Pratt & Whitney engines on Boeing Co. BA -0.36% 777 jets will need to be inspected before those planes can fly again, according to a Tuesday eme
Pratt & Whitney engines on Boeing Co. BA -0.36% 777 jets will need to be inspected before those planes can fly again, according to a Tuesday emergency order issued by the Federal Aviation Administration.
A Pratt & Whitney engine on a wide-body 777 United Airlines Holdings Inc. UAL 1.83% aircraft broke apart during a flight over the weekend near Denver, spraying the residential area below with debris and forcing the flight to return to the airport. Nobody was injured.
Airlines around the world that operate planes with this engine type have already grounded affected jets. United, the only affected U.S. carrier, has voluntarily taken its 24 Boeing 777 airplanes with Pratt & Whitney engines out of service—a move that it said would affect its cargo shipments next month as it prepares to swap out parked planes to carry passengers.
United has additional impacted jets that were parked in storage and the carrier said Tuesday that it will comply with the FAA’s order to ensure that all the aircraft in its fleet meet its rigorous safety standards.
On Monday, U.S. safety investigators said they found evidence of “damage consistent with metal fatigue” on one of the engine’s fan blades that had been largely ripped off. That loose blade apparently then sheared off part of a second blade that was also fractured, according to Robert Sumwalt, chairman of the National Transportation Safety Board.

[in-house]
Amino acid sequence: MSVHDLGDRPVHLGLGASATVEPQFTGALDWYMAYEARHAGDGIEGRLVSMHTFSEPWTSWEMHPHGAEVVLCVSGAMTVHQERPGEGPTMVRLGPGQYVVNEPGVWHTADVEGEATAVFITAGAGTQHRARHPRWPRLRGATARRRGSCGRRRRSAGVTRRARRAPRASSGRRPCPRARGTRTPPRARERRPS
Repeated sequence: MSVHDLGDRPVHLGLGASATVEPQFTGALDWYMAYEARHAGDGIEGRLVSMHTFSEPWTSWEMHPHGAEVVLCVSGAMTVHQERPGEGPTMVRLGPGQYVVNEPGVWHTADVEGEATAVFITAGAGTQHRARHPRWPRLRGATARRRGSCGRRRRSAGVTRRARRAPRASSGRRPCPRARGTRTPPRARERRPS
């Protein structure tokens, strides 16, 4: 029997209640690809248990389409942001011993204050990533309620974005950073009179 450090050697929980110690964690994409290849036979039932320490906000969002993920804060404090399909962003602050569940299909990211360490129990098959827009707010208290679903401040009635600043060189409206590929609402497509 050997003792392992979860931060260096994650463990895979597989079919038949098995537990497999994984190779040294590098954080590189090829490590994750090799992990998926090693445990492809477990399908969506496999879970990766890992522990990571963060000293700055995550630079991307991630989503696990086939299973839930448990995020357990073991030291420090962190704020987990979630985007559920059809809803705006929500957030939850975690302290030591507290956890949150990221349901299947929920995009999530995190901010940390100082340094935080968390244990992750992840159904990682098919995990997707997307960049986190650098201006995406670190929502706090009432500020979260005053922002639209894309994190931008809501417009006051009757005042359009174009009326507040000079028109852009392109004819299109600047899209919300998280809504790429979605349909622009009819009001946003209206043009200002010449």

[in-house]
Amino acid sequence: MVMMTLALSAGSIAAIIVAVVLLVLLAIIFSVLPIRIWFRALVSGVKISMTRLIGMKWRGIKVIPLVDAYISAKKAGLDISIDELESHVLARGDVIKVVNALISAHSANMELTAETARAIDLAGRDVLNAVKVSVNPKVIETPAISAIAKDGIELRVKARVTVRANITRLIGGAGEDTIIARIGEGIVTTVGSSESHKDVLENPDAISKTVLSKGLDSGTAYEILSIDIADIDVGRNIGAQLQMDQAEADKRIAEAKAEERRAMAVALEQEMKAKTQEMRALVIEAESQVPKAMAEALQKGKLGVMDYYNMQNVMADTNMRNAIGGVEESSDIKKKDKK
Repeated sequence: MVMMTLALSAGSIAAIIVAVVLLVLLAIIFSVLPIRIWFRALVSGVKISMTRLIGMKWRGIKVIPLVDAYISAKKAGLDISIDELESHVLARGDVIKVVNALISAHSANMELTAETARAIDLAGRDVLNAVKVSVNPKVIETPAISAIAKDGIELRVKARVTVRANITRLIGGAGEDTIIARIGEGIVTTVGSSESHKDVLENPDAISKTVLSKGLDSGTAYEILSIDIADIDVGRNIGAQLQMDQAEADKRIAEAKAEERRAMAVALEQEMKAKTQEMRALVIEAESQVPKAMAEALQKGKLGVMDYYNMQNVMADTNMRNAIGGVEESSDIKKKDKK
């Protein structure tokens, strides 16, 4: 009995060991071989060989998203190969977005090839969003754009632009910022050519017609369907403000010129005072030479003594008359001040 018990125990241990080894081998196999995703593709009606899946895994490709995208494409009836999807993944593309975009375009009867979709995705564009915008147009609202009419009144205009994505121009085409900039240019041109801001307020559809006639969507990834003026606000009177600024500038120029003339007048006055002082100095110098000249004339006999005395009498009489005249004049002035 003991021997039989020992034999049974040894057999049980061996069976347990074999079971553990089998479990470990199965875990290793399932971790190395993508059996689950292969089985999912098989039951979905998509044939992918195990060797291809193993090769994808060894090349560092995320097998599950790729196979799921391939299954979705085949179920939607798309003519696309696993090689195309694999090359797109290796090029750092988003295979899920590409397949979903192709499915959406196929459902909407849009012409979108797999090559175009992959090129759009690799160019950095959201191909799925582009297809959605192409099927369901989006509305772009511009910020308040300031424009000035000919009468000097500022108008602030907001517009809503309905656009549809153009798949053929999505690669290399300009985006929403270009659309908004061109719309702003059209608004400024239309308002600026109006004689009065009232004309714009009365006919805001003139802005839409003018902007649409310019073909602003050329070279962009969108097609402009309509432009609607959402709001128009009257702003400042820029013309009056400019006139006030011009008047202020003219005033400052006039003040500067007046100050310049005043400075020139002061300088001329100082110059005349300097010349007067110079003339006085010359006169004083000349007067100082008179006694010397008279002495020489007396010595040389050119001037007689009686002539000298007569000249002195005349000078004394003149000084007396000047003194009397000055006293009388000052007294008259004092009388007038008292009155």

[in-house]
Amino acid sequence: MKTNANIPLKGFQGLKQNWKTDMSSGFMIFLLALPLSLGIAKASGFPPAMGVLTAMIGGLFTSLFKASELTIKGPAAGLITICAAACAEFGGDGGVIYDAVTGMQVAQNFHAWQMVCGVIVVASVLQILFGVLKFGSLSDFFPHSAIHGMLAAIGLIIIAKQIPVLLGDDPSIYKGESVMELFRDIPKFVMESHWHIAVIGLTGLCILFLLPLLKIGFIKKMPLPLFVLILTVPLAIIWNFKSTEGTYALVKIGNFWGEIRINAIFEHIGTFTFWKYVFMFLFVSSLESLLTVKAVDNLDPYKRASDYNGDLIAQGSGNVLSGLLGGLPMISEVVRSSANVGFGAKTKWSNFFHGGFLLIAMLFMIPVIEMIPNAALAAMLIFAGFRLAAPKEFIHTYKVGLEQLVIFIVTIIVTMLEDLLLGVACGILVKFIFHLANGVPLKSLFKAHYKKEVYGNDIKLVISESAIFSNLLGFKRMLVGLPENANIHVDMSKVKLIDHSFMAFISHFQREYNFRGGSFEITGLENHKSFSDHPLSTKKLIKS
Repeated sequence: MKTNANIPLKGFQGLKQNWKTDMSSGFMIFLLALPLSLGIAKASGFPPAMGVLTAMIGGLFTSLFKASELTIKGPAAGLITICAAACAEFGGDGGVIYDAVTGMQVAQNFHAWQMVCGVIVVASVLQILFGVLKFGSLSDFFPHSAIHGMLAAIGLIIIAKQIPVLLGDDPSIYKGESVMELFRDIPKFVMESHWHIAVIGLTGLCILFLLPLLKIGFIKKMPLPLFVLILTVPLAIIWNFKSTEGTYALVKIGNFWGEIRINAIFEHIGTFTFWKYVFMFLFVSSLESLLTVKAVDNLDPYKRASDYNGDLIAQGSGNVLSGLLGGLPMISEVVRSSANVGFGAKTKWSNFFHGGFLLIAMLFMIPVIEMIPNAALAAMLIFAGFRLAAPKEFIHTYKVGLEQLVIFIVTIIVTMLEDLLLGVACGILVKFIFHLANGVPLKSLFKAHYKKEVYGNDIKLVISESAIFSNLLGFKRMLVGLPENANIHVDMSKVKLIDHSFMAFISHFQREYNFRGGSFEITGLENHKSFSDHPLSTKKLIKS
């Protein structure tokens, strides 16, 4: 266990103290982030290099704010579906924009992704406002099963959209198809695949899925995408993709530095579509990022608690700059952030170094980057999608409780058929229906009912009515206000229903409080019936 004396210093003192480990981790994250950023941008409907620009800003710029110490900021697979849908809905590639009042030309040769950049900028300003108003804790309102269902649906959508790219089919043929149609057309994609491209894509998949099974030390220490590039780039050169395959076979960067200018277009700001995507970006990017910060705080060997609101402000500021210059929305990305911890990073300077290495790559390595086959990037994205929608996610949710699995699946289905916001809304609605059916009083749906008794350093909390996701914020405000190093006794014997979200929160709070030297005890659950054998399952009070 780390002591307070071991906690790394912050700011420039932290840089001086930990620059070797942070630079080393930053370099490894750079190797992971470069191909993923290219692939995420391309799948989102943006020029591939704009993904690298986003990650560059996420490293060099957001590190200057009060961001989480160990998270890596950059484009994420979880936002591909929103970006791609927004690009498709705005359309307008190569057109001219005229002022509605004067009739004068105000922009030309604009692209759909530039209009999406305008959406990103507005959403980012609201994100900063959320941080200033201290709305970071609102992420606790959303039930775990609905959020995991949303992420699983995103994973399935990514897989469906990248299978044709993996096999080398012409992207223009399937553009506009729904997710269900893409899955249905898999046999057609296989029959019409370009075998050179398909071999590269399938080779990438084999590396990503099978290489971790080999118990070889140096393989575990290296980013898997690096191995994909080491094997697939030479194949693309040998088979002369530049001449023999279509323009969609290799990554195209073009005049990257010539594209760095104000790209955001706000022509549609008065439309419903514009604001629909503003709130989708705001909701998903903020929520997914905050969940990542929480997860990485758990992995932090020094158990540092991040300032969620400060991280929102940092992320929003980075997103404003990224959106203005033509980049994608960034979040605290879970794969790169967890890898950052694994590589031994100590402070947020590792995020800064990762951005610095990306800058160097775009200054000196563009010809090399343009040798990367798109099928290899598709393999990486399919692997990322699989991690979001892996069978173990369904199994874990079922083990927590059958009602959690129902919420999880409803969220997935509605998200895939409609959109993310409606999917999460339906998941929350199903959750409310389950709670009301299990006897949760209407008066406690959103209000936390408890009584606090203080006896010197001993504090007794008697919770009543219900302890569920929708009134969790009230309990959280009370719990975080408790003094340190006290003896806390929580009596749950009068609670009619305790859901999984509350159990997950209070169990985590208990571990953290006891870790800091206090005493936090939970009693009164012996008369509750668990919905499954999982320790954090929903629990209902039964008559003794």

The FAA’s order, described as an interim measure, means it will be some time before planes with these engines can fly again. Boeing recommended airlines ground them and regulators in Japan ordered airlines there to stop flying them. In South Korea, regulators have only ordered special engine inspections, though Korean Air and Asiana Airlines have grounded all 777 jets with Pratt & Whitney powered engines that were in operation.
Typically, authorities in other countries issue orders based on the directive by the country that certified the aircraft or part, in this case, the U.S.
The FAA said it would review the results of thermal acoustic image inspections that can detect cracks on the interior surfaces of the fan blades that can’t otherwise be seen. Those results will determine how frequently such inspections will have to be performed going forward.
The incident over the weekend follows two similar engine failures involving the same type of engine on the same type of aircraft in recent years.
The FAA had previously mandated that this engine’s fan blades be inspected at regular intervals after a similar incident on a United flight in 2018.
The FAA had already been considering whether to order increased inspections of the Pratt & Whitney engines after another similar failure on a Japan Airlines Co. flight in December. Japan’s Transport Safety Board said a fan blade that had weakened over time broke off. Japan Airlines said it would inspect and replace those blades at more frequent intervals than what was called for previously in the FAA inspection regime.
In a statement, Pratt & Whitney said the engines will be shipped to one of its facilities for inspection to conform with the FAA action, which it said affected around 125 Boeing 777s. Boeing said in a statement that it supports the FAA’s guidance on inspection requirements.
—Doug Cameron and Eun-Young Jeong contributed to this article.
Write to Alison Sider at [email protected]
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